Stimulation is triggered ONLY when the toggle button in the editor (bottom left) is set to ON.

When within the selected circles, the tracking cue becomes red and TTL events are generated on the selected Output channel. There are two operation modes controlled by the buttons UNIFORM - GAUSS:

  • UNIFORM stimulation: a TTL train with a constant frequency fmax (user-defined) is generated when the position is within selected regions. In this mode, the colors of the circles are uniformly orange/yellow.

  • GAUSSIAN stimulation: the frequency of the TTL train is gaussian modulated. When the position is in the center of each circle, the frequency is fmax, when it is on the border of a circle the frequency is sd * fmax. In the case displayed in the following figure, the frequency in the center is 2 Hz and the frequency on the borders is 0.5 * 2 = 1 Hz. In this mode, the colors of the circles are graded, darker in the center and lighter on the borders.

Camera setup

The Flea3 PointGrey camera ( needs to be connected to the workstation via USB port. (Other PointGrey cameras such as Spinnaker are supported by Bonsai).

To download the drivers and set-up the camera, download the FlyCapture (or Spinnaker SDK) from (select your camera model and OS).

From the FlyCapture software, you can activate GPIO triggers that can be recorded with the Open Ephys board for precise synchronization, and change the frame rate.


The Bonsai scripts that we provide are relatively plug-and-play. Install Bonsai and start tracking.bonsai script. You will need to install the following libraries with the package manager:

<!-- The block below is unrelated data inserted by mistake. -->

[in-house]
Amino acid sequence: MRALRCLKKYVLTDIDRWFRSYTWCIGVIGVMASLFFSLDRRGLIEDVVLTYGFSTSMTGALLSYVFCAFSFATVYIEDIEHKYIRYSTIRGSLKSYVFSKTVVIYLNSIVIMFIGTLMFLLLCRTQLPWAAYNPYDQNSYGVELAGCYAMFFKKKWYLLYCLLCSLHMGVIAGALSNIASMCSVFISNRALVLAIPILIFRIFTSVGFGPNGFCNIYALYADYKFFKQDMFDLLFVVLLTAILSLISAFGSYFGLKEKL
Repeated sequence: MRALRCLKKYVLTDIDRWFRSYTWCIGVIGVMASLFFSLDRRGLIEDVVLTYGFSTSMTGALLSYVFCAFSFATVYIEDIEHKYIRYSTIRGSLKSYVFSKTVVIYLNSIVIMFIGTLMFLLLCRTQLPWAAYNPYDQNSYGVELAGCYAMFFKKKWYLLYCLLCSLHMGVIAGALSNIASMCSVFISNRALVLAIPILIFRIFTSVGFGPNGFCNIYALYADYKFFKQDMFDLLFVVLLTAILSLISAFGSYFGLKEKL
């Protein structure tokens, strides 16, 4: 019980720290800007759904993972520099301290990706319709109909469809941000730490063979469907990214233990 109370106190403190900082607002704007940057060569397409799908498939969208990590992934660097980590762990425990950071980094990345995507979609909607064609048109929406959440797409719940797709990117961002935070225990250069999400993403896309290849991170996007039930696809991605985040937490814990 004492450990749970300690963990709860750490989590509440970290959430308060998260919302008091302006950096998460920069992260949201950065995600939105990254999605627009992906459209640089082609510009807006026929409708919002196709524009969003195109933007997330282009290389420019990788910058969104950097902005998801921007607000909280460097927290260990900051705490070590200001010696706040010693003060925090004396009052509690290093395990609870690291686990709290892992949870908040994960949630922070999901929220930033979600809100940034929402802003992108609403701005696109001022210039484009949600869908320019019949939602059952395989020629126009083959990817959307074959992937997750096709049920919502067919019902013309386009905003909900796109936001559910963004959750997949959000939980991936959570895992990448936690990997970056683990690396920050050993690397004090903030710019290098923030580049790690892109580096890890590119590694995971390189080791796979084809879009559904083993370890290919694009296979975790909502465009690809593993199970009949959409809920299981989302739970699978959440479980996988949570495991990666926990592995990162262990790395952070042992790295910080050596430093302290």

• Vision Library
  • Vision Design Library
  • PointGrey
  • Osc Library
  • Osc Design Library
  • Scripting Library

When you launch the tracking.bonsai script this is the workflow. It basically processes the image to extract a green and a red LEDs. If you have different colors you can change the Green and Red nodes. Then the centroid of the largest area of green and red pixels are packed together and sent via OSC signals (Open sound Control).

We provide a second script (osc.bonsai) which sets up two OSC ports:

  • RedPort: port=27020, address='/red', ip_address='localhost'
  • GreenPort: port=27021, address='/green', ip_address='localhost'

You can change, add, remove ports from the right panel as shown in the next figure.

Press play to start acquiring camera frames and to send them to the Open Ephys GUI.

Pyopenephys python package

We suggest to you record your data using the binary RecordEngine in the Open Ephys. For that we provide a Python library, in the called

In order to install it run these commands from the terminal (it requires quantities, numpy, scipy, xmljson and matplotlib packages):

cd py-open-ephys

python install

It takes only a few lines of code to parse a recorded Open Ephys binary file:

import pyopenephys
file = pyopenephys.File(r"path-to-recording-folder") 
# experiment 1 (0 in Python)
experiment1 = file.experiments[0]
# recording 1 
recording1 = experiment1.recordings[0]

analog_signals = recording1.analog_signals
events_data =
tracking_data = recording1.tracking

# plot tracking source 1
import matplotlib.pylab as plt
source_1 = tracking_data[0]
plt.plot(source_1.x, source_1.y)


Our article is available here:

  author={Alessio Paolo Buccino and Mikkel Elle Lepperød and Svenn-Arne Dragly and Philipp Häfliger and Marianne Fyhn and Torkel Hafting},
  title={Open source modules for tracking animal behavior and closed-loop stimulation based on Open Ephys and Bonsai},
  journal={Journal of Neural Engineering},